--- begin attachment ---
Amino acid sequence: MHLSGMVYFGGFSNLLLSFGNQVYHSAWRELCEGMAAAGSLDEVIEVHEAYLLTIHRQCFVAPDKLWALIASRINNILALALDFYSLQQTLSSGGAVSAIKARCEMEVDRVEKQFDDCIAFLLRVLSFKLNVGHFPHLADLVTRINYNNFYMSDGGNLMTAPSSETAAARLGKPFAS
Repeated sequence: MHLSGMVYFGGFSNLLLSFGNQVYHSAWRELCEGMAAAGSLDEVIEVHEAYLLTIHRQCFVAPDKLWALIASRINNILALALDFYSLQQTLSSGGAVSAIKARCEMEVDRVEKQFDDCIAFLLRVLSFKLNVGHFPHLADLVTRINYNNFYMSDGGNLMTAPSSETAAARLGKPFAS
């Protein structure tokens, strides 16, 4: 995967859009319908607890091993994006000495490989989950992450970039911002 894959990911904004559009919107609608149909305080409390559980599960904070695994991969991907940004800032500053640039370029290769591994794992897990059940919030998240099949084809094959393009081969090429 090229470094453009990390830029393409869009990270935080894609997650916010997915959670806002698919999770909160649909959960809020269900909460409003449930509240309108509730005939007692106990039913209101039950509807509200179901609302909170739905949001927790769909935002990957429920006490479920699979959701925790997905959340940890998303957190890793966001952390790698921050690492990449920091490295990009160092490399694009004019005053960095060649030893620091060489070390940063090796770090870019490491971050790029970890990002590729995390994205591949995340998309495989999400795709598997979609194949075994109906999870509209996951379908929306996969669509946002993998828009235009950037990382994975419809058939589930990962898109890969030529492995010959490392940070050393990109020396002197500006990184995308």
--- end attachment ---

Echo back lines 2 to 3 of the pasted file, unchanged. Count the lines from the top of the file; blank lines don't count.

Repeated sequence: MHLSGMVYFGGFSNLLLSFGNQVYHSAWRELCEGMAAAGSLDEVIEVHEAYLLTIHRQCFVAPDKLWALIASRINNILALALDFYSLQQTLSSGGAVSAIKARCEMEVDRVEKQFDDCIAFLLRVLSFKLNVGHFPHLADLVTRINYNNFYMSDGGNLMTAPSSETAAARLGKPFAS
């Protein structure tokens, strides 16, 4: 995967859009319908607890091993994006000495490989989950992450970039911002 894959990911904004559009919107609608149909305080409390559980599960904070695994991969991907940004800032500053640039370029290769591994794992897990059940919030998240099949084809094959393009081969090429 090229470094453009990390830029393409869009990270935080894609997650916010997915959670806002698919999770909160649909959960809020269900909460409003449930509240309108509730005939007692106990039913209101039950509807509200179901609302909170739905949001927790769909935002990957429920006490479920699979959701925790997905959340940890998303957190890793966001952390790698921050690492990449920091490295990009160092490399694009004019005053960095060649030893620091060489070390940063090796770090870019490491971050790029970890990002590729995390994205591949995340998309495989999400795709598997979609194949075994109906999870509209996951379908929306996969669509946002993998828009235009950037990382994975419809058939589930990962898109890969030529492995010959490392940070050393990109020396002197500006990184995308």